Magazine Article | May 1, 2002

Factors To Consider When Selecting A Point Of Sale Software Solution

Source: Innovative Retail Technologies

Follow these time-tested principles to ensure you're getting the most value from your technology investment.

Integrated Solutions For Retailers, May 2002
Roger Sholanki

Choosing the right POS (point of sale) software solution is a major decision for retailers. Considering the time and money spent on this process, it is mandatory that you achieve maximum return on your investment and deploy a solution that will continue to grow with your business. The following article is meant to assist you in your quest for the ideal POS system by highlighting some key criteria to consider prior to purchasing.

Real-Time Access To Information
Retailers must be able to trust that their data is accurate and up-to-date. You can't be satisfied with yesterday's data. Polling systems are based on 1970s technology. Why invest in a system that is soon to be outdated? Real time is the way of the future.

Real-time technology lets you leverage the power of the Internet to gain information across the chain at any given time. Whether you want to find out where an item of inventory is available, what the sales are across the city, or the current sales and cash deposits of the day, real-time technology can provide all of this and more.

Architecture And Scalability
It is extremely important that the software you choose is written to open operating systems and standards. You need to be confident that your POS software provider will not force you to continually upgrade hardware in order to receive enhanced functionality.

Open architecture will enable retailers to interface other applications with their POS system. A well-known programming language such as Visual Basic or PowerBuilder is the suggested route to take, rather than going with proprietary code. You want to use something that is tried and proven, so that you are not left with little support should the solution or vendor no longer be around down the road.

Open architecture allows the use of standard "off the rack" PCs. By using standard PCs you are not held hostage to the pricing, availability, and servicing of both current and future proprietary hardware.

Choose An Intuitive System
It is imperative that the system you choose is not going to turn your everyday business activities upside down, while your employees struggle to learn how it works. A front office application should be intuitive and require only 30 minutes of training before employees can begin using it.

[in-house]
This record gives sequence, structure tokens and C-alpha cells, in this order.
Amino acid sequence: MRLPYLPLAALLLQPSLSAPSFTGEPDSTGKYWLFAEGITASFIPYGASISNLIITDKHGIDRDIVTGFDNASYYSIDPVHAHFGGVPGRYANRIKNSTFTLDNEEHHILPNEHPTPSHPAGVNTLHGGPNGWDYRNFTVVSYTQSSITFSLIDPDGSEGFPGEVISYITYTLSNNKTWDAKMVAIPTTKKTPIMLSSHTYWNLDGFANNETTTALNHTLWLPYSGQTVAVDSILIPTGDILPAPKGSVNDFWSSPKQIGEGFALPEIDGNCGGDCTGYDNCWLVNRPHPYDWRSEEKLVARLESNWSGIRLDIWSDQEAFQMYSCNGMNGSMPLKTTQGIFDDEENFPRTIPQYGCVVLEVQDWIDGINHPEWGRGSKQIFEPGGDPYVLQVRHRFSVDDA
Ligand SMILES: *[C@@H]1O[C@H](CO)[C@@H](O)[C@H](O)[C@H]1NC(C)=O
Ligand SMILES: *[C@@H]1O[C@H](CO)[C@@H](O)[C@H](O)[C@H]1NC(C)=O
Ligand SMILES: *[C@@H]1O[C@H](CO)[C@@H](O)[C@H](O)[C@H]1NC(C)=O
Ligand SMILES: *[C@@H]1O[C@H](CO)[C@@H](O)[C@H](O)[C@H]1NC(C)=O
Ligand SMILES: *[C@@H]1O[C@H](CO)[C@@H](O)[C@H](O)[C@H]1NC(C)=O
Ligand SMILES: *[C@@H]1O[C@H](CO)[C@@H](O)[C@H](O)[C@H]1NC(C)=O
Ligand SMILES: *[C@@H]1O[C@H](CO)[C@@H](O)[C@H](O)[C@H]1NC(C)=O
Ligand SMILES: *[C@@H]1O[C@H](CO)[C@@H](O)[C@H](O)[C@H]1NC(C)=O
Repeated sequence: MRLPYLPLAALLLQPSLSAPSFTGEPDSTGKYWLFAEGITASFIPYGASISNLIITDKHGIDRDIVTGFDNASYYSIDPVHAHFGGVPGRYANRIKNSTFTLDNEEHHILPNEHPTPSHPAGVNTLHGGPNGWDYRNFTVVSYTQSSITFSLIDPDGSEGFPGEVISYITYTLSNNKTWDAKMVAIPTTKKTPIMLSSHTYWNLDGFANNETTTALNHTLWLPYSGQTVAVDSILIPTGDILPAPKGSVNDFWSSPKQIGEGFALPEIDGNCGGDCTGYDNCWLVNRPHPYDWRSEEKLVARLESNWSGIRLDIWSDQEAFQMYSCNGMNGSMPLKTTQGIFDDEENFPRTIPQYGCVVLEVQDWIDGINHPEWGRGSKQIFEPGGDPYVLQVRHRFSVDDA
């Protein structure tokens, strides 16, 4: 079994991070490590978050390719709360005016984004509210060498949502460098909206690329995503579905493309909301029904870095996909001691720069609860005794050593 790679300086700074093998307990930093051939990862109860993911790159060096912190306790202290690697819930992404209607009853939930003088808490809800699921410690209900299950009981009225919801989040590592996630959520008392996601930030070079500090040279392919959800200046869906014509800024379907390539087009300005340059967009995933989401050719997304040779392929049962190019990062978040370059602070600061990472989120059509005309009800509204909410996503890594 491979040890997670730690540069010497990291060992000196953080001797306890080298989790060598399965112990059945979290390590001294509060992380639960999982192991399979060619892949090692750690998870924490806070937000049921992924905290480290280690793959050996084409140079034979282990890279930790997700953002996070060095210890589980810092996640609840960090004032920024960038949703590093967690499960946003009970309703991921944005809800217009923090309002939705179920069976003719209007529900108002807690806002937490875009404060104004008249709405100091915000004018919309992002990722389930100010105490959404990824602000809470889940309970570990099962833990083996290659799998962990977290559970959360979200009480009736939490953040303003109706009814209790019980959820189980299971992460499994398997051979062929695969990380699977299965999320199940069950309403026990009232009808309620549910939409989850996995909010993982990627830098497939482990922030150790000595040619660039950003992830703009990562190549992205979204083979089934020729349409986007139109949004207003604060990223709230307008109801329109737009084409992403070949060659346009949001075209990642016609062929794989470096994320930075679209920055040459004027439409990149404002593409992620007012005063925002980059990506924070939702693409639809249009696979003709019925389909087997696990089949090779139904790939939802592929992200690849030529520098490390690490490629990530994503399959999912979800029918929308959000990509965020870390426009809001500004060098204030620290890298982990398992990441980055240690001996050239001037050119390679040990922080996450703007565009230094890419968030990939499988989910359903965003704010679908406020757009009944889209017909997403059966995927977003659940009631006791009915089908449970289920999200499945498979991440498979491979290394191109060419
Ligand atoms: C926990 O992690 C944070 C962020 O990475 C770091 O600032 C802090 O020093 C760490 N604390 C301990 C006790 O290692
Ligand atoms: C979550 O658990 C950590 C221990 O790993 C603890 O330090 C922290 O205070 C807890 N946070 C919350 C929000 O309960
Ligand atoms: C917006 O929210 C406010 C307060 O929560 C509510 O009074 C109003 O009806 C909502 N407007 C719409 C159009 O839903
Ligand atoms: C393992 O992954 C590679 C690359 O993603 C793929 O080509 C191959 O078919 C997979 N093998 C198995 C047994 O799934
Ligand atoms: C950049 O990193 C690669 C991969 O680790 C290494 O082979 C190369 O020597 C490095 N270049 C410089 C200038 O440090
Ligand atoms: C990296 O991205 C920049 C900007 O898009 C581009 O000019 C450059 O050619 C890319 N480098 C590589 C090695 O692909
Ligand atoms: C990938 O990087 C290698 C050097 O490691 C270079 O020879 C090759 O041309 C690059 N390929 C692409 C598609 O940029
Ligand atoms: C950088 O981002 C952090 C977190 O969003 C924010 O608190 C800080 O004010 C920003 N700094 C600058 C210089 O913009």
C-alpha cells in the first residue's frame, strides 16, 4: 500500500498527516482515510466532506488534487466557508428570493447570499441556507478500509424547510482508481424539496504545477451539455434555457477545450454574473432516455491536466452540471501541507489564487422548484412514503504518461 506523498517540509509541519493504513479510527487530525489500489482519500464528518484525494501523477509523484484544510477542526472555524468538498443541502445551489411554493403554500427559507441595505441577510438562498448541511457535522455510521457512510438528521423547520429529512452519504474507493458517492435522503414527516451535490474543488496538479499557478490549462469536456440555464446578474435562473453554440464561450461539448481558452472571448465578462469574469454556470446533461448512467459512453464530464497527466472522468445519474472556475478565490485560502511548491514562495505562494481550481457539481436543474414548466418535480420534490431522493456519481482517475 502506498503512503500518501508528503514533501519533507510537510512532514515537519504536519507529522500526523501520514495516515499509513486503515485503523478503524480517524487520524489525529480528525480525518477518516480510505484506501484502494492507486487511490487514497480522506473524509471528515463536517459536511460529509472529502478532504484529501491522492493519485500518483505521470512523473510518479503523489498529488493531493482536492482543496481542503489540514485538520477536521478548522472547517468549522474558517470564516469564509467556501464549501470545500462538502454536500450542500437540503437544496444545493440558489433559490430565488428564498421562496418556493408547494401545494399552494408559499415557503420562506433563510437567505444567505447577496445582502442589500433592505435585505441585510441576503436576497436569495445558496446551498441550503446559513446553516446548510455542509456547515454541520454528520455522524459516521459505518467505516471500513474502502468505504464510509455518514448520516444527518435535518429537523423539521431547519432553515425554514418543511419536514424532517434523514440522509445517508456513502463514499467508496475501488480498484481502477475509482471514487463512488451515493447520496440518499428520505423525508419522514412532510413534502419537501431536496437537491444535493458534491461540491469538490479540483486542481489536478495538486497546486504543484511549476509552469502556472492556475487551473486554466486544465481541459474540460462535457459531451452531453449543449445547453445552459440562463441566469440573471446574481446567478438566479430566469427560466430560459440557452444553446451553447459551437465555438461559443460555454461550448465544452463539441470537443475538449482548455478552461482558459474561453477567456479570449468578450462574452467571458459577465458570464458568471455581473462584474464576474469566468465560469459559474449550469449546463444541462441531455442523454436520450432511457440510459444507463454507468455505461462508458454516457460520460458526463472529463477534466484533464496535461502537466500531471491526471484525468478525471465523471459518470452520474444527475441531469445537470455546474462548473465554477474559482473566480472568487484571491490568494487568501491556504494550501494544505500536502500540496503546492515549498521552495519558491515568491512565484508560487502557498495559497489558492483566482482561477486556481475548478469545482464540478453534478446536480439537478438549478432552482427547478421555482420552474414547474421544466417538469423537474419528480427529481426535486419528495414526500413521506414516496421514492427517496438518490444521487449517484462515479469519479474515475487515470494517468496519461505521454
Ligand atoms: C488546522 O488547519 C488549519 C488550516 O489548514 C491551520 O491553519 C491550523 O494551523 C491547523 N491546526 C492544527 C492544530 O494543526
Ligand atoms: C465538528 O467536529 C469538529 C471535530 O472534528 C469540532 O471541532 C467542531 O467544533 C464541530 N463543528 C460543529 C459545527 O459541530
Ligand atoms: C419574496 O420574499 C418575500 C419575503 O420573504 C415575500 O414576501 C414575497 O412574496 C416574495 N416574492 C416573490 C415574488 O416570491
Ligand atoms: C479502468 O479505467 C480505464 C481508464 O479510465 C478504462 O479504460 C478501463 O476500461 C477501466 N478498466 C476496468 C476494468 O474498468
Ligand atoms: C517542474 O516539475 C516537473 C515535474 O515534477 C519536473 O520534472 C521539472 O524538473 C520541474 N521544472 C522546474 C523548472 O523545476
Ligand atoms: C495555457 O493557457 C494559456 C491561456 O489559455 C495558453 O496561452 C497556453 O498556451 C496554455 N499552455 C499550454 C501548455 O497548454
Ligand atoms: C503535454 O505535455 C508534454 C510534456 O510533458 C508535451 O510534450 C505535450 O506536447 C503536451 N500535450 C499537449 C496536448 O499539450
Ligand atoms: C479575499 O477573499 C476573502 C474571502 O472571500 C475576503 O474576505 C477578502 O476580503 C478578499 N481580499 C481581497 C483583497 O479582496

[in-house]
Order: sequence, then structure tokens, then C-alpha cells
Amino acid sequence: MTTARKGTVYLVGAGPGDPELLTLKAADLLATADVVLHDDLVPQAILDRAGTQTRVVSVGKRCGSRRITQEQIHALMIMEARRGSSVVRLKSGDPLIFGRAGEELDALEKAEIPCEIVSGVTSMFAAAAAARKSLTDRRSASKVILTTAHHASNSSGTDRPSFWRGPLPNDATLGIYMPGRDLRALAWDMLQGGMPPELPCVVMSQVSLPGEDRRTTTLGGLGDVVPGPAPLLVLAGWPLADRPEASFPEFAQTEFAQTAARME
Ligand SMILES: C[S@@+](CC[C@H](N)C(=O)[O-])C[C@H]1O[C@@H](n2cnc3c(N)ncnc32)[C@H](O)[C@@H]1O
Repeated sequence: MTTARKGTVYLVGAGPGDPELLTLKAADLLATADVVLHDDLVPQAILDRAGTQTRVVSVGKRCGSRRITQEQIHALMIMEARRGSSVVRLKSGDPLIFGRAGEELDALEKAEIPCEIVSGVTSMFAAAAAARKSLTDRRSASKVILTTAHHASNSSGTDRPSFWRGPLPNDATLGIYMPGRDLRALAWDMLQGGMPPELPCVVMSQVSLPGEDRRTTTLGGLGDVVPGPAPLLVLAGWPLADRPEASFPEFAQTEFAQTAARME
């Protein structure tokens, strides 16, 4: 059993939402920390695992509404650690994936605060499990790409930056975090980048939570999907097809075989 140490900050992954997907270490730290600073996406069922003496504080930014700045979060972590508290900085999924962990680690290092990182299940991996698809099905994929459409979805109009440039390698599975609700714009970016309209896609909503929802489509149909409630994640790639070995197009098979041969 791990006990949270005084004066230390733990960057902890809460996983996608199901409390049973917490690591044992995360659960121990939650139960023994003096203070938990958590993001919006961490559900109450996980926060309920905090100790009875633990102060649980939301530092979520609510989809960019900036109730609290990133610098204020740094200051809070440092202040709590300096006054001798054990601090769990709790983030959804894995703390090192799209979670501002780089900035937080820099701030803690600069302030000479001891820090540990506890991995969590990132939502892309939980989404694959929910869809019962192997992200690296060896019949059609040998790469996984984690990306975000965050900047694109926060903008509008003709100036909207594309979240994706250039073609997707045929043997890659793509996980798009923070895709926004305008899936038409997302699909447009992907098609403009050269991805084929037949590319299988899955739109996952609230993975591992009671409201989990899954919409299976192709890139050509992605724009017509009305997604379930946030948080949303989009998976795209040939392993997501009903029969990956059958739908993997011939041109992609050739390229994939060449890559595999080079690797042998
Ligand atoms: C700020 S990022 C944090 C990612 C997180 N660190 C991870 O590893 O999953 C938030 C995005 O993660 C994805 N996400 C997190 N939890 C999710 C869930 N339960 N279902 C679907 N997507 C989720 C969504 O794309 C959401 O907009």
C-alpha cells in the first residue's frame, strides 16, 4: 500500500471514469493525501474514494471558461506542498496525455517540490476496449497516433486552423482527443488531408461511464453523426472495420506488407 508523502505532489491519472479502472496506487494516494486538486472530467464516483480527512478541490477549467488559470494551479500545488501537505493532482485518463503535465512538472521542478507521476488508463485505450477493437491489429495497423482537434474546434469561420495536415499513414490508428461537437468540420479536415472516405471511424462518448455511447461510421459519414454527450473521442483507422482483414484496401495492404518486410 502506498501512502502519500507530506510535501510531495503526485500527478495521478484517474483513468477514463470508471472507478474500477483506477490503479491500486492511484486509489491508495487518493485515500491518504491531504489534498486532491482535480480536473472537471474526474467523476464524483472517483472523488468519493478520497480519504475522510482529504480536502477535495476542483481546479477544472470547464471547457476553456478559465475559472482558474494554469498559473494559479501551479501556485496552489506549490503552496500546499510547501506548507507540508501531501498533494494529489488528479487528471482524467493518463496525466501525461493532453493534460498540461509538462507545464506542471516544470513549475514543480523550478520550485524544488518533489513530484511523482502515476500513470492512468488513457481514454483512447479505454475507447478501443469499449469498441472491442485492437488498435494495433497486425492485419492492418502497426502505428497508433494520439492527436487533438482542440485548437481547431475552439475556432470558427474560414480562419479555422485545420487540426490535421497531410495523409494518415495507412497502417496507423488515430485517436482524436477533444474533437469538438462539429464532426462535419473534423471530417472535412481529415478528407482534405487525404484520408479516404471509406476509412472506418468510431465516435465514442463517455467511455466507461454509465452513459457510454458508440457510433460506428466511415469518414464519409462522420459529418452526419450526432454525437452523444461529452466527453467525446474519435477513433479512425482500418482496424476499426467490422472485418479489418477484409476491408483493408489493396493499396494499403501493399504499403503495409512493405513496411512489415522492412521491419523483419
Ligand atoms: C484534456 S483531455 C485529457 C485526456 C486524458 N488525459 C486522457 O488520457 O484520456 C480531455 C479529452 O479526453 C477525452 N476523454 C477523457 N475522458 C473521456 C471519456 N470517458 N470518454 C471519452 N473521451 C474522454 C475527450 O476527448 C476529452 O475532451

How configurable the system is "out of the box" prior to customization is also a key factor to consider. Beware: some POS vendors will tell you that their system is highly configurable, but in reality their system may require plenty of customization in order to make it configurable. This results in a more time-consuming and expensive implementation phase. Vendors that use forward thinking with respect to flexible feature designs, features that may be turned on and off, and large proportions of soft coding (definable fields) versus hard coding (indefinable fields) when building their systems are likely to offer a much more configurable software solution.

Know Your Customers' Buying Habits
The ability of a solution to not only capture customer information, but also mine it extensively, should be a prime consideration when choosing your POS system. Knowing your customers and their buying habits is key to effective advertising and sales practices.

Information should be made available through a central database, allowing everyone within your organization to share pertinent information seamlessly. Capturing customer profiles and sales histories from all locations will allow your company to respond faster to market demands.

Your chosen POS software solution should also permit you to define what customer information is collected based on the needs of your company. Furthermore, a strong solution will allow customer profiles, purchasing history, and preferences to be accessible by the front line salespeople, regardless of which store the customer purchases from. This centralized view of data is a powerful feature that allows you to provide optimum customer service.